“It is difficult to make a dull garden, but old Mr. Wither had succeeded.”
Stella Gibbons writes rather odd books. Cold Comfort Farm, her best known and highly acclaimed novel, follows an orphaned, pert young woman to a mucky, rural farm and observes while she neatens and tidies all the morose, lurking, and deranged occupants into their proper places, finding love in the process. Gibbons has a knack for depicting rather unusual and sometimes bizarre characters, and this flair for the unique has continued in her writing of Nightingale Wood. The introduction to the story labels it as a “fairy tale” and it is, although not along the usual lines one would expect from such a tale. Gibbons’ evil creatures often have angelic faces, and her happily-ever-afters can leave the reader uncertain of reality. In playing with her characters, Gibbons appears to play with society and even the reader himself. Her writing is not easily defined.
When Viola Wither finds herself a widow, parentless and very nearly destitute, she must accept the hospitality of her in-laws for her subsistence. However, the Wither household is a quirky one, yet Viola, with her quiet and rather doe-eyed vacuity, manages to navigate the excessive expectations of her father-in-law, the ineffectualness of her mother-in-law and her two sisters-in-law, one who is a rather mannish, outdoorsy, opinionated woman, and the other a dull, thin, conventional woman with strangled hopes from an overbearing father. Yet, in spite of the tedious country life she is forced to accept and Viola’s credulous and nascent view of the world, she somehow manages to find her Prince Charming in this unlikely place.
“It has been hinted that her nature was affectionate; now that it had received encouragement there was no holding it; she was in love, so much in love that she did not realize that it was Wednesday morning and the letter had not come; and that the man she was in love with was the legendary Victor Spring. Victor had now become Him. He was less of a real person than ever. She never once thought about his character or his income or his mother. She was drunk. She wandered about like a dazzled moth, smiling dreamily, and running downstairs when the postman came, crying: ‘Anything for me?'”
Right away, we notice that Gibbons fairy-tale has some rough edges, that will never be filed smooth. It is romance, but romance with an uncomfortable twist. While Viola’s Prince Charming is not only handsome, debonair and rich, he’s also engaged to be married. And although he is physically attracted to Viola, he doesn’t even seem to remember her name. His reaction to Viola after the ball is not one of an idealized lover:
“He was most strongly attracted to her, but not romantically. The intentions of the Prince towards Cinderella were, in short, not honourable: and as we have seen, he thought it the prudent thing not to see her.
source Wikimedia Commons
However, this story is not only about Viola, and the Withers. We have a number of other unconventional characters who populate the pages of this unique novel: Hetty, Victor’s cousin who loves books and her family not so much; Saxon, the young, handsome chauffeur whose family has come down in the world, as he tries to manage his rather slovenly, yet sexually indiscriminate mother; the loud and dirty woodland Hermit who takes great delight in terrorizing the gentry with his insightful, yet indelicate observations; and many, many more colourful personalities. It’s a kaleidescope of the English country life of the 1930s, but while the surface is nice and tidy, underneath there are swirling passions, undisclosed sentiment, and hidden resentment.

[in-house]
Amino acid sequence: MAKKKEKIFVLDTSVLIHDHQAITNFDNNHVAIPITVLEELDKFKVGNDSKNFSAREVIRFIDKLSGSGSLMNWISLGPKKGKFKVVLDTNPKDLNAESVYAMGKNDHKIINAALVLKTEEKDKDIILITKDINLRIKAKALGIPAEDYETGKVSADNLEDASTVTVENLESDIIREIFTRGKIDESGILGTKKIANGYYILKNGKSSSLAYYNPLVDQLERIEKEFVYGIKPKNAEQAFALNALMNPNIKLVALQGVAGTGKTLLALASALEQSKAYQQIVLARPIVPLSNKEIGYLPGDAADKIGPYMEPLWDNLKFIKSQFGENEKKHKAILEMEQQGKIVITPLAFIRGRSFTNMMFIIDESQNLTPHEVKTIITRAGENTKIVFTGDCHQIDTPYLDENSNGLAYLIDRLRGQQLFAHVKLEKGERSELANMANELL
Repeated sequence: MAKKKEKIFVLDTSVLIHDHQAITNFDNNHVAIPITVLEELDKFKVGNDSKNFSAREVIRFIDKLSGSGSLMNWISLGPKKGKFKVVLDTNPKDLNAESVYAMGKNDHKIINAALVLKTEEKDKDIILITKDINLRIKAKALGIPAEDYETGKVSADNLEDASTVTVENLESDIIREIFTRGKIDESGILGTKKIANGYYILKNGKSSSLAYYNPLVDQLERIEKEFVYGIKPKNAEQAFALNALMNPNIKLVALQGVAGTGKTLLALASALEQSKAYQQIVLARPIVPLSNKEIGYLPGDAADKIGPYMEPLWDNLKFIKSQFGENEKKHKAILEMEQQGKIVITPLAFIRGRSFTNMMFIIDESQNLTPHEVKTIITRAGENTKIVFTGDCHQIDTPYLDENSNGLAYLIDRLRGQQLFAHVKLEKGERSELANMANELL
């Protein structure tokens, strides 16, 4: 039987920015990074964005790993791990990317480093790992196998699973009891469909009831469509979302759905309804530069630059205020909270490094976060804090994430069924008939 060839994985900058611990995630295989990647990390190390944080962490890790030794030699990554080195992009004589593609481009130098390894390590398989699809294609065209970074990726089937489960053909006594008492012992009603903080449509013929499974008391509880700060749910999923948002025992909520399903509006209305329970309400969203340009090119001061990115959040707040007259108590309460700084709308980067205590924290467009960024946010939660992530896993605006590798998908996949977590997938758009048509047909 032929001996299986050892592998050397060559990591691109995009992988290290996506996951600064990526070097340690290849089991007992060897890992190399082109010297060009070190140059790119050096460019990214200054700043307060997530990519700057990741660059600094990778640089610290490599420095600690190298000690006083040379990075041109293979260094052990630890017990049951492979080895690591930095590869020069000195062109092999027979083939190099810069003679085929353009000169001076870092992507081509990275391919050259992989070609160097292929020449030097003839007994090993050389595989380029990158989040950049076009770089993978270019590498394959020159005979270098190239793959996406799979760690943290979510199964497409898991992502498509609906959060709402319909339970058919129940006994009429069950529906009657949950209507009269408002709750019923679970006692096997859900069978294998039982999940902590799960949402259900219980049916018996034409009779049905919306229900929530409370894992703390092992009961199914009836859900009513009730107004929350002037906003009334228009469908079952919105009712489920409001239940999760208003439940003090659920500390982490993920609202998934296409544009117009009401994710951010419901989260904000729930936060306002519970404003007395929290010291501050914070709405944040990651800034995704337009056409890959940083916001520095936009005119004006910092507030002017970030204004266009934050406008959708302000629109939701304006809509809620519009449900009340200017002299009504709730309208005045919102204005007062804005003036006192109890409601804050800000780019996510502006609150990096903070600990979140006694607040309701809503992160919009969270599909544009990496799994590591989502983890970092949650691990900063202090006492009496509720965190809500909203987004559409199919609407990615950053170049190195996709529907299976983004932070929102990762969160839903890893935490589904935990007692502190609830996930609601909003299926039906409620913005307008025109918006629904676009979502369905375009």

Certainly the novel has a fairy tale flavour to it, sprinkled with hyperbole, but Gibbons ensures that she imbues it with a healthy dose of realism. In a lovely fantasy-style, Gibbons bestows on each character their heart’s desire, yet the outcome of their desires are firmly entrenched in the reality of the 1930s, and their desires can perhaps turn out not to be as desirable as first expected. On one hand, Gibbons shows incredible insight by investigating human desires, and then showing us how capricious the hand of fate can be, and how indiscriminate human nature can be, yet sometimes she doesn’t seem to like her characters, almost manipulating and abusing them in a way that makes you wary of liking them, even if you wish to. Reality descends on the characters, but often they seem to reject it, living inside a mental shell of their own making. It’s sort of an odd experience. I feel that I’ve witnessed an explosion of Dodie Smith meets Virginia Woolf and I’m not sure if I like it.
Having written over 20 novels, Gibbons was rather annoyed that none of her other works received the attention of Cold Comfort Farm, yet perhaps the criticism is somewhat deserved. While I enjoyed this book, I felt that it was difficult to really get to know any of the characters. Perhaps this mental barricade was due to the radical treatment that Gibbons gives her characters, pressing the loud pedal at one time, and the soft at another. Just when you think you have a character sketched, they behave in a way completely unexpected and you have to start all over again with a likeness. The characters themselves struggle not only within the definitions Gibbons imposes on them, but societal definitions and self-definition, so the read becomes somewhat unsettling. A fairy tale, yes, but a splintered fairy tale, where actuality rears its ugly face and blows away the clouds of expectations.
|Prince Charming (1948)